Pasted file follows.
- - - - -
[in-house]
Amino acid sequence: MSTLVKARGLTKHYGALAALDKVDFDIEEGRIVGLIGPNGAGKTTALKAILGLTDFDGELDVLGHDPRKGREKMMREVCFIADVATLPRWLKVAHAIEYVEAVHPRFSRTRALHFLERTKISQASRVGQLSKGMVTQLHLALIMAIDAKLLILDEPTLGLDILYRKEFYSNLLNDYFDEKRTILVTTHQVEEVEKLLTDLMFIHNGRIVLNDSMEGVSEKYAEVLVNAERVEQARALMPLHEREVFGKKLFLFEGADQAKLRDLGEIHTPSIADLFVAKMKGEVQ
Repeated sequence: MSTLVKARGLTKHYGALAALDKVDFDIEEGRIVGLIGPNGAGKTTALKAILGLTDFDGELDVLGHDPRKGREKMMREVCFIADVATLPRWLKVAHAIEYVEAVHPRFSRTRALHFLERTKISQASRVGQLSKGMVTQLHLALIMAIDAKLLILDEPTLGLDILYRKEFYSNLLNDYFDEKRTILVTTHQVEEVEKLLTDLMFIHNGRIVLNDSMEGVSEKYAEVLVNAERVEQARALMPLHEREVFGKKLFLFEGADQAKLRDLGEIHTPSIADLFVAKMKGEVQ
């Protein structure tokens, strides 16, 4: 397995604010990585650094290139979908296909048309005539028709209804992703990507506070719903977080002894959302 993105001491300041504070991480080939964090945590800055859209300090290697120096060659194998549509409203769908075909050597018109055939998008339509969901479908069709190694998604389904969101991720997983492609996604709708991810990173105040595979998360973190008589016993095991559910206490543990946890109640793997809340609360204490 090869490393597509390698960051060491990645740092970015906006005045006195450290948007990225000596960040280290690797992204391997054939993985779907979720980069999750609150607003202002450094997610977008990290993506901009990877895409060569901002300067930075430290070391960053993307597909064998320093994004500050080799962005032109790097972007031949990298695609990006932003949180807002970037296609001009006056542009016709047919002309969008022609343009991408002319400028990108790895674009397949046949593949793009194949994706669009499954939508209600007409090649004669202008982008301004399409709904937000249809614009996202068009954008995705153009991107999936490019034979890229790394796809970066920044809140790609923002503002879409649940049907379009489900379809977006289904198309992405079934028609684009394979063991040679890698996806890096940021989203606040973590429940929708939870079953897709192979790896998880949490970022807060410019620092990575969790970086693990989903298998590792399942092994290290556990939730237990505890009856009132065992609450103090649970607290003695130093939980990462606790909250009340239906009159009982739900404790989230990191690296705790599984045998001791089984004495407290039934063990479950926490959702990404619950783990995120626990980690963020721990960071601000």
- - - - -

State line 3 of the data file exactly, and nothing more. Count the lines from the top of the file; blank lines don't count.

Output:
Repeated sequence: MSTLVKARGLTKHYGALAALDKVDFDIEEGRIVGLIGPNGAGKTTALKAILGLTDFDGELDVLGHDPRKGREKMMREVCFIADVATLPRWLKVAHAIEYVEAVHPRFSRTRALHFLERTKISQASRVGQLSKGMVTQLHLALIMAIDAKLLILDEPTLGLDILYRKEFYSNLLNDYFDEKRTILVTTHQVEEVEKLLTDLMFIHNGRIVLNDSMEGVSEKYAEVLVNAERVEQARALMPLHEREVFGKKLFLFEGADQAKLRDLGEIHTPSIADLFVAKMKGEVQ